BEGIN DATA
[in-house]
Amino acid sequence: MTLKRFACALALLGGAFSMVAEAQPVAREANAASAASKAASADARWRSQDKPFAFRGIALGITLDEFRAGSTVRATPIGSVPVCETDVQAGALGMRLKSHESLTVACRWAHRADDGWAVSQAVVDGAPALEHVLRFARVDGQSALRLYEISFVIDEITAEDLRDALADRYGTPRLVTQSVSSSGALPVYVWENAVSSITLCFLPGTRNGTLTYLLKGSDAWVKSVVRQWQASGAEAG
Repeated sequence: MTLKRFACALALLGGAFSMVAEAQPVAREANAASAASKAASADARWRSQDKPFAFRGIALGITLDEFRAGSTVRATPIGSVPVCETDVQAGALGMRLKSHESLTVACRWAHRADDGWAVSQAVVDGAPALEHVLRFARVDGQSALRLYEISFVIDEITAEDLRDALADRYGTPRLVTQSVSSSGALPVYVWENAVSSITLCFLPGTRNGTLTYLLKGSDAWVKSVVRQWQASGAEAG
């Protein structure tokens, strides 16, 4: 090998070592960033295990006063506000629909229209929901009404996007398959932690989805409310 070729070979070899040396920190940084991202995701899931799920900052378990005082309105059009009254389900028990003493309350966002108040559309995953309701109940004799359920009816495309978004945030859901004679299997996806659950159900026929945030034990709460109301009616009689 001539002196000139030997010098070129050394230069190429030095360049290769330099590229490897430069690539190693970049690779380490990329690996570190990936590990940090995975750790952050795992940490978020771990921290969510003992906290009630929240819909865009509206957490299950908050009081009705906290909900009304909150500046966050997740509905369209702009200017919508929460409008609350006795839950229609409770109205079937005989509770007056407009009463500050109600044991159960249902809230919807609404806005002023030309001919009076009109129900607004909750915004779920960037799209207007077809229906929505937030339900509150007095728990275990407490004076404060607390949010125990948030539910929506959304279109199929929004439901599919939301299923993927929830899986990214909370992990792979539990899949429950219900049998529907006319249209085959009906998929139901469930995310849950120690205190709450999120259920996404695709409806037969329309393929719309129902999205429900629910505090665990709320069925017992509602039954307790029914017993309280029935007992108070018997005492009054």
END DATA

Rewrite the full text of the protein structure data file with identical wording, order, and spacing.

[in-house]
Amino acid sequence: MTLKRFACALALLGGAFSMVAEAQPVAREANAASAASKAASADARWRSQDKPFAFRGIALGITLDEFRAGSTVRATPIGSVPVCETDVQAGALGMRLKSHESLTVACRWAHRADDGWAVSQAVVDGAPALEHVLRFARVDGQSALRLYEISFVIDEITAEDLRDALADRYGTPRLVTQSVSSSGALPVYVWENAVSSITLCFLPGTRNGTLTYLLKGSDAWVKSVVRQWQASGAEAG
Repeated sequence: MTLKRFACALALLGGAFSMVAEAQPVAREANAASAASKAASADARWRSQDKPFAFRGIALGITLDEFRAGSTVRATPIGSVPVCETDVQAGALGMRLKSHESLTVACRWAHRADDGWAVSQAVVDGAPALEHVLRFARVDGQSALRLYEISFVIDEITAEDLRDALADRYGTPRLVTQSVSSSGALPVYVWENAVSSITLCFLPGTRNGTLTYLLKGSDAWVKSVVRQWQASGAEAG
């Protein structure tokens, strides 16, 4: 090998070592960033295990006063506000629909229209929901009404996007398959932690989805409310 070729070979070899040396920190940084991202995701899931799920900052378990005082309105059009009254389900028990003493309350966002108040559309995953309701109940004799359920009816495309978004945030859901004679299997996806659950159900026929945030034990709460109301009616009689 001539002196000139030997010098070129050394230069190429030095360049290769330099590229490897430069690539190693970049690779380490990329690996570190990936590990940090995975750790952050795992940490978020771990921290969510003992906290009630929240819909865009509206957490299950908050009081009705906290909900009304909150500046966050997740509905369209702009200017919508929460409008609350006795839950229609409770109205079937005989509770007056407009009463500050109600044991159960249902809230919807609404806005002023030309001919009076009109129900607004909750915004779920960037799209207007077809229906929505937030339900509150007095728990275990407490004076404060607390949010125990948030539910929506959304279109199929929004439901599919939301299923993927929830899986990214909370992990792979539990899949429950219900049998529907006319249209085959009906998929139901469930995310849950120690205190709450999120259920996404695709409806037969329309393929719309129902999205429900629910505090665990709320069925017992509602039954307790029914017993309280029935007992108070018997005492009054």